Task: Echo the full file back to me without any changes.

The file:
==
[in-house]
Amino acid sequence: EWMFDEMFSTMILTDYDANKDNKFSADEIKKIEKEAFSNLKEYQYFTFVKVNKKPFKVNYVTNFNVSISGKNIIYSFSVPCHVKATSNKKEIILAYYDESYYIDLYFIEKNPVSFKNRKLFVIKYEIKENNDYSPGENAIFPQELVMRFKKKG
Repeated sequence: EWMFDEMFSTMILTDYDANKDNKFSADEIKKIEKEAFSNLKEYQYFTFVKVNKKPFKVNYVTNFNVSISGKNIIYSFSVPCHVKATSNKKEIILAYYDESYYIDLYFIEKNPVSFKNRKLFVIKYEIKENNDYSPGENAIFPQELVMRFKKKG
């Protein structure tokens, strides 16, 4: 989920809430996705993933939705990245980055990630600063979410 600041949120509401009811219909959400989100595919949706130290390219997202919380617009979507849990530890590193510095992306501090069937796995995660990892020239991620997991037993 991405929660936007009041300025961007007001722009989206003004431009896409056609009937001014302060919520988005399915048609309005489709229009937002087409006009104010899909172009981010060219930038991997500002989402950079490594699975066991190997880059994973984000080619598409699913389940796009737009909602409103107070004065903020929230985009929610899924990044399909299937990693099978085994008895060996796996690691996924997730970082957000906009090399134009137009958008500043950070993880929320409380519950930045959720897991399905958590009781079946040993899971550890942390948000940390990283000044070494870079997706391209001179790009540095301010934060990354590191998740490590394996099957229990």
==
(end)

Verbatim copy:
[in-house]
Amino acid sequence: EWMFDEMFSTMILTDYDANKDNKFSADEIKKIEKEAFSNLKEYQYFTFVKVNKKPFKVNYVTNFNVSISGKNIIYSFSVPCHVKATSNKKEIILAYYDESYYIDLYFIEKNPVSFKNRKLFVIKYEIKENNDYSPGENAIFPQELVMRFKKKG
Repeated sequence: EWMFDEMFSTMILTDYDANKDNKFSADEIKKIEKEAFSNLKEYQYFTFVKVNKKPFKVNYVTNFNVSISGKNIIYSFSVPCHVKATSNKKEIILAYYDESYYIDLYFIEKNPVSFKNRKLFVIKYEIKENNDYSPGENAIFPQELVMRFKKKG
């Protein structure tokens, strides 16, 4: 989920809430996705993933939705990245980055990630600063979410 600041949120509401009811219909959400989100595919949706130290390219997202919380617009979507849990530890590193510095992306501090069937796995995660990892020239991620997991037993 991405929660936007009041300025961007007001722009989206003004431009896409056609009937001014302060919520988005399915048609309005489709229009937002087409006009104010899909172009981010060219930038991997500002989402950079490594699975066991190997880059994973984000080619598409699913389940796009737009909602409103107070004065903020929230985009929610899924990044399909299937990693099978085994008895060996796996690691996924997730970082957000906009090399134009137009958008500043950070993880929320409380519950930045959720897991399905958590009781079946040993899971550890942390948000940390990283000044070494870079997706391209001179790009540095301010934060990354590191998740490590394996099957229990």